And as the tears started rolling down my face, I thought, “You have got to pull yourself together.  You are just going to embarrass yourself.”

So what is it to be totally changed into fire?  Does it have to do with experience of joy? Love?  Awe?  Beauty? Praise?  Faith?  Is it true that I have no idea how to go about doing that?  Or are the things I’ve always wanted right in front of me waiting for me to notice them?  Is God already standing there holding out to us the answer to our prayer, waiting for us to notice that what we’ve asked for is right there in front of us?

Jacob gets his vision of the angels ascending and descending, and God stands beside him, and he hears the voice of God making extravagant and abundant promises to him.  And his response is, “Surely the Lord is in this place and I did not know it!”  His response is, “He was afraid, and said, “How awesome is this place!  This is none other than the house of God, and this is the gate of heaven.”  So Jacob rose early in the morning, and he took the stone that he had put under his head and set it up for a pillar and poured oil on top of it.  He called that place Bethel.”

Jacob’s response is fear and awe, and desire to mark this holy place, this place where he has experienced God.  There is value in returning to holy places, places where we have experienced God.  It occurred to me that spending more time at Shrine Mont might be a valuable thing for me to do in my own spiritual life.  But there is something that matters more than whether or not we return spatially to places where we have experienced God, and that is whether we return our attention to our experience of God.  Returning spatially is one way to do that, retelling the story of our experience of God is another.  That’s part of the value of preserving these stories in scripture to begin with, and returning to them each Sunday in our worship.  Some familiarity with the stories of other people’s experiences of God also makes us more open to our own experiences of God.  I am grateful that Jacob did mark his experience of God both spatially and verbally.  The reason that so many experiences of God that don’t have much of a lasting effect on someone’s life is often that a person just plain forgets about it.  The people whose spiritual lives become richer and deeper are often those who, in one way or another, continue to return to their experience of God, or talk about it, or explore it, or find other things that resonate with it.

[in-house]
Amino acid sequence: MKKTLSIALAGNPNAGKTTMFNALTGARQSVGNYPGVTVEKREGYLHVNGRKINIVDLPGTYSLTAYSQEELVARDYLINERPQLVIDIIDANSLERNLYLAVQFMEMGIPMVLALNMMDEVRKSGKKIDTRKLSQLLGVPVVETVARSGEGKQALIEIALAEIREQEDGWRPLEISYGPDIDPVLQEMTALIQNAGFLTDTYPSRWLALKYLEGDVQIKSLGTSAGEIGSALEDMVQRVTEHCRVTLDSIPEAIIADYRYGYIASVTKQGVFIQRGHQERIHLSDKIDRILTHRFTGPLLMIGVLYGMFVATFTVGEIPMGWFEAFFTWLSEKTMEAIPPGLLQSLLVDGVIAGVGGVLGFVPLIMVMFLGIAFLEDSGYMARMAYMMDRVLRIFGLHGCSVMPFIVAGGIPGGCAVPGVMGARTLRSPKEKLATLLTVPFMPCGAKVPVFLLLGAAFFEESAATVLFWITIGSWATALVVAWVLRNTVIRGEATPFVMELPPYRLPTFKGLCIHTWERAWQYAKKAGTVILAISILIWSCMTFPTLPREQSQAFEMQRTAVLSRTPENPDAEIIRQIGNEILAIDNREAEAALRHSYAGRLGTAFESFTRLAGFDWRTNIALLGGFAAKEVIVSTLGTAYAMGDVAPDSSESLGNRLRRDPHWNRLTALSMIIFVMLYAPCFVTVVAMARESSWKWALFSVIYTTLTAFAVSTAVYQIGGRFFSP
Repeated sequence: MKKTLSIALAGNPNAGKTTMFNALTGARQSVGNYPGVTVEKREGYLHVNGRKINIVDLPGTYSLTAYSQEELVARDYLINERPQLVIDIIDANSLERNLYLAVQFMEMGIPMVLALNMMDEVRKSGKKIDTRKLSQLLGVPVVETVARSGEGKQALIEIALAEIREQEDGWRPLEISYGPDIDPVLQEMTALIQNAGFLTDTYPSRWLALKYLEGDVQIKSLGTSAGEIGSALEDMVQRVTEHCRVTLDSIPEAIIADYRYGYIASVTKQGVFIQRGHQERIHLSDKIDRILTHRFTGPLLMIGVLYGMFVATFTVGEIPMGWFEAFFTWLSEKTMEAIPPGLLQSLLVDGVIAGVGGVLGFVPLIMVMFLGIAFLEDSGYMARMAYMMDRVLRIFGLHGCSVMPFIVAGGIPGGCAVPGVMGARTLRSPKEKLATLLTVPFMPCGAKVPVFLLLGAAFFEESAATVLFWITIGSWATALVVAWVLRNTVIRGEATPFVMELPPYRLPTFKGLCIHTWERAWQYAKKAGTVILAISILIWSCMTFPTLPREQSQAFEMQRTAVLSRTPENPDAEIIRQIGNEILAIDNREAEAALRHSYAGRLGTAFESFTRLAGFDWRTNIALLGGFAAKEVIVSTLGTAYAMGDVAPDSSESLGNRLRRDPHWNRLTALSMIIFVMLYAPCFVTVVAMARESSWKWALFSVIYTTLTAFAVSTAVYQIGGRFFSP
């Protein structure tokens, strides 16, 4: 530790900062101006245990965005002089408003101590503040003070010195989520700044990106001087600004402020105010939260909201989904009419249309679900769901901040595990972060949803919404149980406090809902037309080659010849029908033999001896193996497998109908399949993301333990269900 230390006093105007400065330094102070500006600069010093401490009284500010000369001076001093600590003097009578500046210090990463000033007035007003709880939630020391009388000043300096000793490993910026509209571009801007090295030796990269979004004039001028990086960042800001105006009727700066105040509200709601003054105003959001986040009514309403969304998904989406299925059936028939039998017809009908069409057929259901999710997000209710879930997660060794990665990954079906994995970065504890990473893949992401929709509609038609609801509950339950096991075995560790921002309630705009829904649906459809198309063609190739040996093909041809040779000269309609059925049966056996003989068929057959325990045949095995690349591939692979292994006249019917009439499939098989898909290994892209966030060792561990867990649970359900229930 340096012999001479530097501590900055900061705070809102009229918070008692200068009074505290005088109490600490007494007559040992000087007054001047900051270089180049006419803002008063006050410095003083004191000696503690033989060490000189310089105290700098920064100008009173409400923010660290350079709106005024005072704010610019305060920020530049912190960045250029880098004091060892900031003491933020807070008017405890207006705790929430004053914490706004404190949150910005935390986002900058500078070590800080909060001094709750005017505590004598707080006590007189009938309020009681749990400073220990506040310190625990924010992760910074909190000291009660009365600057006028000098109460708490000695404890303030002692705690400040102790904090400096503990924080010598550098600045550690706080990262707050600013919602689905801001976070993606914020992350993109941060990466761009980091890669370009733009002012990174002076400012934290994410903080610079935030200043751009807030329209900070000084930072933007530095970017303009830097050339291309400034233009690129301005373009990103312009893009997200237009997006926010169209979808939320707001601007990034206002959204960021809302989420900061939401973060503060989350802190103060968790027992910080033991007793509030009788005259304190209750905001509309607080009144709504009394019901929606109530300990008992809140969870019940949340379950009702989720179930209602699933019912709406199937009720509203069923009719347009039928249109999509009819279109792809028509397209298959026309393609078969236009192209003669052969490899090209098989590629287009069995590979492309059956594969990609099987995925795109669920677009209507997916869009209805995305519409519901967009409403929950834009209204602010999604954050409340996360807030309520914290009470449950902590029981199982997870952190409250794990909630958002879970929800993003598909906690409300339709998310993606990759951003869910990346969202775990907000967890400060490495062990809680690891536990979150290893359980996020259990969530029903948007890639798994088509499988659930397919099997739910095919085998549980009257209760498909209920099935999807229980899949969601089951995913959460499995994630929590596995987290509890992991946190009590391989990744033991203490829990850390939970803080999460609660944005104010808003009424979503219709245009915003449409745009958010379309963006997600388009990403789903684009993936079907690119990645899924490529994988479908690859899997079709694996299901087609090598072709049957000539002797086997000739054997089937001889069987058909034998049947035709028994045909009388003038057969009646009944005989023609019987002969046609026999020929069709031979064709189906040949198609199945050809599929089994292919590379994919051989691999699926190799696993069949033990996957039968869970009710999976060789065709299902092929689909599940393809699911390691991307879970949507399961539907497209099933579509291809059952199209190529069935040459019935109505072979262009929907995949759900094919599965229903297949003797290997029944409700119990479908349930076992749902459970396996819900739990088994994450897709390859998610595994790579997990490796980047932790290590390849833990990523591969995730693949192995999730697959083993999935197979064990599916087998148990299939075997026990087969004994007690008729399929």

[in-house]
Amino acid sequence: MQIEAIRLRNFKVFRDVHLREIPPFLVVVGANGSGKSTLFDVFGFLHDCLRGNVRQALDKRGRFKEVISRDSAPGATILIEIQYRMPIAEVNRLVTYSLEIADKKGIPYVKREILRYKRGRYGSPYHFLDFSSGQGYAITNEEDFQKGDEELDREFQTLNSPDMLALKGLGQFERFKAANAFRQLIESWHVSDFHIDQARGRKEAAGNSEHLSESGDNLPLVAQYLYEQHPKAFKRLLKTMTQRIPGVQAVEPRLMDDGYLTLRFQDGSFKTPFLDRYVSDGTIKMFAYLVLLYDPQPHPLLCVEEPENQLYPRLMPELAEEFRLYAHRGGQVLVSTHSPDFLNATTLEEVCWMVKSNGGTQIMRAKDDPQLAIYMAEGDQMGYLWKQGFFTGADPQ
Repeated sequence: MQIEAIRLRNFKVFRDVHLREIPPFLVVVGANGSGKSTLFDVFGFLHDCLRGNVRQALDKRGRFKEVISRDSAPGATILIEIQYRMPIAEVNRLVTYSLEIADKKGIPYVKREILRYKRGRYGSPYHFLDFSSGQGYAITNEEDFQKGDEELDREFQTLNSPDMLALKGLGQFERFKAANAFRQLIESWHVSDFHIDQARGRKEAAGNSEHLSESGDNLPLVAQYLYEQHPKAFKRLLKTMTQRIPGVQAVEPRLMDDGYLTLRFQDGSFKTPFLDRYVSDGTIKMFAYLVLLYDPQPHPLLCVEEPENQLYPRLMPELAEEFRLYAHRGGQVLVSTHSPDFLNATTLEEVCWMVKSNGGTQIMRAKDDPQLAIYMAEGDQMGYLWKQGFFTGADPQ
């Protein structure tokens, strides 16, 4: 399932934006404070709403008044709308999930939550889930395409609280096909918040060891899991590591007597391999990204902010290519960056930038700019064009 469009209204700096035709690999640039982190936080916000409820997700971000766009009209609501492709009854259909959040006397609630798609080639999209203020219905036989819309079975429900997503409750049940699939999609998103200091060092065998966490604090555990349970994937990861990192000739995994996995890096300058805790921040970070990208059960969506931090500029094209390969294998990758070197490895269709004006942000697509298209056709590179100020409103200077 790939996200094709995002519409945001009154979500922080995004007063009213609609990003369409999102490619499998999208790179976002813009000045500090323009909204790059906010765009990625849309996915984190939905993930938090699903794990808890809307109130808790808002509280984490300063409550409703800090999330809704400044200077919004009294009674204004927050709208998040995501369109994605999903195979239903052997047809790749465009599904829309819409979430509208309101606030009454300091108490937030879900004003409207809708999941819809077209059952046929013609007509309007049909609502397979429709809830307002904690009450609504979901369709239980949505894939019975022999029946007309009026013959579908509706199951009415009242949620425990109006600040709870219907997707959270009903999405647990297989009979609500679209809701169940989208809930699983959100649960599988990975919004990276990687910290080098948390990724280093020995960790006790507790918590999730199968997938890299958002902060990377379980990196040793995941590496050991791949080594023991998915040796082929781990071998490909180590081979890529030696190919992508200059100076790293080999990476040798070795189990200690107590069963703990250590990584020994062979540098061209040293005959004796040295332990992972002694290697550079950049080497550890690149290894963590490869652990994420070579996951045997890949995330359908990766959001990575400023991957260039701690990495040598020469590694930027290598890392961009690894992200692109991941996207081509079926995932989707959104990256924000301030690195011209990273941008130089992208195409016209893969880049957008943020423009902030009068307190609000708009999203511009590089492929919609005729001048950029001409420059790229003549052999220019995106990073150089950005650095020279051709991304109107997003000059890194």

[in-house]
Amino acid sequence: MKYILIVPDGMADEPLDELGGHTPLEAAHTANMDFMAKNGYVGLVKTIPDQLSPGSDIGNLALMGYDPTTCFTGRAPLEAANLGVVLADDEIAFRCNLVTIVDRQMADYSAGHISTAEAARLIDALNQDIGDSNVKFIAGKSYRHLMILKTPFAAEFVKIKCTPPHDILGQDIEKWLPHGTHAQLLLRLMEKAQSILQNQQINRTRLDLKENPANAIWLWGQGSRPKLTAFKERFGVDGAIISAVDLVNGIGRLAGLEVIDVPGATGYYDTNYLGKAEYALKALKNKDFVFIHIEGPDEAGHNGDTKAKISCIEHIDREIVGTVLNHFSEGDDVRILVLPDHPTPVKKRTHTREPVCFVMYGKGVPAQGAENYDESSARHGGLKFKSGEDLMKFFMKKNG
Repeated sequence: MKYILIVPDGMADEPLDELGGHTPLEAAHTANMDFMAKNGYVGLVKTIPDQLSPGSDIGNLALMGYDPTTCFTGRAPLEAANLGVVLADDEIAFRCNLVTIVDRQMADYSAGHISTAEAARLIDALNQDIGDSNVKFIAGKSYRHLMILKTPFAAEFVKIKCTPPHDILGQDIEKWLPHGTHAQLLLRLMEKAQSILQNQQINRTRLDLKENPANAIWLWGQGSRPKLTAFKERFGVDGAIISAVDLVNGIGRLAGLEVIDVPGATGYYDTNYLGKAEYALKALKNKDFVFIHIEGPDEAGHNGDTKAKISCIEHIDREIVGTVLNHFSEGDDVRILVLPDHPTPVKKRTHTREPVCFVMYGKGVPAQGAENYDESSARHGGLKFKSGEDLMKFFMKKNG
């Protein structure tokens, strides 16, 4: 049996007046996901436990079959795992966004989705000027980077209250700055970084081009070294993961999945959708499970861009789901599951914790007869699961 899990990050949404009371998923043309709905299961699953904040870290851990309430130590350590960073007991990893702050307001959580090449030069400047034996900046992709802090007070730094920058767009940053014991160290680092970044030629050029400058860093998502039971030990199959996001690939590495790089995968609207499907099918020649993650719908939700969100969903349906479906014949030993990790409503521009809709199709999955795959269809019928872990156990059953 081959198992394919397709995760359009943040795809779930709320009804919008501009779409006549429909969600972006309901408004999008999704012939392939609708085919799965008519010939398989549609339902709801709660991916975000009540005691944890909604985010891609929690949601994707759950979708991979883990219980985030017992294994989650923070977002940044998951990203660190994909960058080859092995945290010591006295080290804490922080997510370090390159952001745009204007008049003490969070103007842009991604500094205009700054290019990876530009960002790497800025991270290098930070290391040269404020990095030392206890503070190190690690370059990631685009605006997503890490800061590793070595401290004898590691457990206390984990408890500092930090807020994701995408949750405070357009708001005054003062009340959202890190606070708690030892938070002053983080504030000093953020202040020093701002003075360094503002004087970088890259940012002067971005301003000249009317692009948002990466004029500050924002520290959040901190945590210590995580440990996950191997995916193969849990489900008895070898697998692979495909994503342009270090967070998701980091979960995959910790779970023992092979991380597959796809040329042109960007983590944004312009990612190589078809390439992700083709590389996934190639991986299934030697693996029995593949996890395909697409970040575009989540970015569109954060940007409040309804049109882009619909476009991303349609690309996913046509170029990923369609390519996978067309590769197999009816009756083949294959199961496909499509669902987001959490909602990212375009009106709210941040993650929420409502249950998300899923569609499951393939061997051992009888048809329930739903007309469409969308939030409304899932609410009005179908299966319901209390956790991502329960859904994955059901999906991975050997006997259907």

Which is to say, I am glad that Jacob’s response was not to say, “You have got to pull yourself together.  You are just going to embarrass yourself.”

Various people chimed in on the Facebook post about Abbott Lot and Abbott Joseph.  Alexander gave his thoughts succinctly: “Lot is checking the boxes; Joseph is seeking God.”

I can check boxes as well as the next person.  And what am I seeking?

What do we want to ask God for?”